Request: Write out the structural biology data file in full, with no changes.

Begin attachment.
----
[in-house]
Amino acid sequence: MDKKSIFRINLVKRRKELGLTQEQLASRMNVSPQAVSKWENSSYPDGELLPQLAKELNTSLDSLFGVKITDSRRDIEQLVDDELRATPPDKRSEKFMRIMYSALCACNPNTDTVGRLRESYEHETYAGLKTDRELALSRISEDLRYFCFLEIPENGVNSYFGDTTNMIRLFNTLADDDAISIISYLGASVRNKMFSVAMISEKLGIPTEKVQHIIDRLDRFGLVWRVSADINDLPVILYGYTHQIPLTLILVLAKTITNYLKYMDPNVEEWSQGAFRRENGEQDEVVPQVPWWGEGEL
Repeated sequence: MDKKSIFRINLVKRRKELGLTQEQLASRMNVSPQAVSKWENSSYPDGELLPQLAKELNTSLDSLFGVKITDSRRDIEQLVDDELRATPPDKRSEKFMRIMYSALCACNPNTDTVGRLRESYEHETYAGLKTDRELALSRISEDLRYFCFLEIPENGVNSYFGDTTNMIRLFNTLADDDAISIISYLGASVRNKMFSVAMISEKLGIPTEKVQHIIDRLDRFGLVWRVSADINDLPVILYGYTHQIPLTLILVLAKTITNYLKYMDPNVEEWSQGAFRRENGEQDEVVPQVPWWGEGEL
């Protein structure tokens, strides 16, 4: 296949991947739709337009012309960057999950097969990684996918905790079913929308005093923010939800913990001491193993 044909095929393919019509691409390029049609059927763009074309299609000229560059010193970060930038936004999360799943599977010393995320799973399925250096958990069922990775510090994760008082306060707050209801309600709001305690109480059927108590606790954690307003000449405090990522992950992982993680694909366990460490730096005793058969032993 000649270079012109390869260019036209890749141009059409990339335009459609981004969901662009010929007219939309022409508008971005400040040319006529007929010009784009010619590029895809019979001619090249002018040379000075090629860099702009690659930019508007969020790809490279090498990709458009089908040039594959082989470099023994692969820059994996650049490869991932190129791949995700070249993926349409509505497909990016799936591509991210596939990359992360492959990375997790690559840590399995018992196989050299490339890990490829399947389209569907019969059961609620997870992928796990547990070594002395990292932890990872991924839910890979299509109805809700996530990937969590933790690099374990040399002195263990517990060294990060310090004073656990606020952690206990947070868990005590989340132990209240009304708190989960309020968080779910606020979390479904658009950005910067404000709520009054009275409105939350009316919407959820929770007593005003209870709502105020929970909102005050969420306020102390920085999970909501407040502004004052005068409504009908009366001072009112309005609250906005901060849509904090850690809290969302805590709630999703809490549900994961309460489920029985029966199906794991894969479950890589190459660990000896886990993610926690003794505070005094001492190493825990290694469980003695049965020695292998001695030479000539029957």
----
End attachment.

[in-house]
Amino acid sequence: MDKKSIFRINLVKRRKELGLTQEQLASRMNVSPQAVSKWENSSYPDGELLPQLAKELNTSLDSLFGVKITDSRRDIEQLVDDELRATPPDKRSEKFMRIMYSALCACNPNTDTVGRLRESYEHETYAGLKTDRELALSRISEDLRYFCFLEIPENGVNSYFGDTTNMIRLFNTLADDDAISIISYLGASVRNKMFSVAMISEKLGIPTEKVQHIIDRLDRFGLVWRVSADINDLPVILYGYTHQIPLTLILVLAKTITNYLKYMDPNVEEWSQGAFRRENGEQDEVVPQVPWWGEGEL
Repeated sequence: MDKKSIFRINLVKRRKELGLTQEQLASRMNVSPQAVSKWENSSYPDGELLPQLAKELNTSLDSLFGVKITDSRRDIEQLVDDELRATPPDKRSEKFMRIMYSALCACNPNTDTVGRLRESYEHETYAGLKTDRELALSRISEDLRYFCFLEIPENGVNSYFGDTTNMIRLFNTLADDDAISIISYLGASVRNKMFSVAMISEKLGIPTEKVQHIIDRLDRFGLVWRVSADINDLPVILYGYTHQIPLTLILVLAKTITNYLKYMDPNVEEWSQGAFRRENGEQDEVVPQVPWWGEGEL
């Protein structure tokens, strides 16, 4: 296949991947739709337009012309960057999950097969990684996918905790079913929308005093923010939800913990001491193993 044909095929393919019509691409390029049609059927763009074309299609000229560059010193970060930038936004999360799943599977010393995320799973399925250096958990069922990775510090994760008082306060707050209801309600709001305690109480059927108590606790954690307003000449405090990522992950992982993680694909366990460490730096005793058969032993 000649270079012109390869260019036209890749141009059409990339335009459609981004969901662009010929007219939309022409508008971005400040040319006529007929010009784009010619590029895809019979001619090249002018040379000075090629860099702009690659930019508007969020790809490279090498990709458009089908040039594959082989470099023994692969820059994996650049490869991932190129791949995700070249993926349409509505497909990016799936591509991210596939990359992360492959990375997790690559840590399995018992196989050299490339890990490829399947389209569907019969059961609620997870992928796990547990070594002395990292932890990872991924839910890979299509109805809700996530990937969590933790690099374990040399002195263990517990060294990060310090004073656990606020952690206990947070868990005590989340132990209240009304708190989960309020968080779910606020979390479904658009950005910067404000709520009054009275409105939350009316919407959820929770007593005003209870709502105020929970909102005050969420306020102390920085999970909501407040502004004052005068409504009908009366001072009112309005609250906005901060849509904090850690809290969302805590709630999703809490549900994961309460489920029985029966199906794991894969479950890589190459660990000896886990993610926690003794505070005094001492190493825990290694469980003695049965020695292998001695030479000539029957």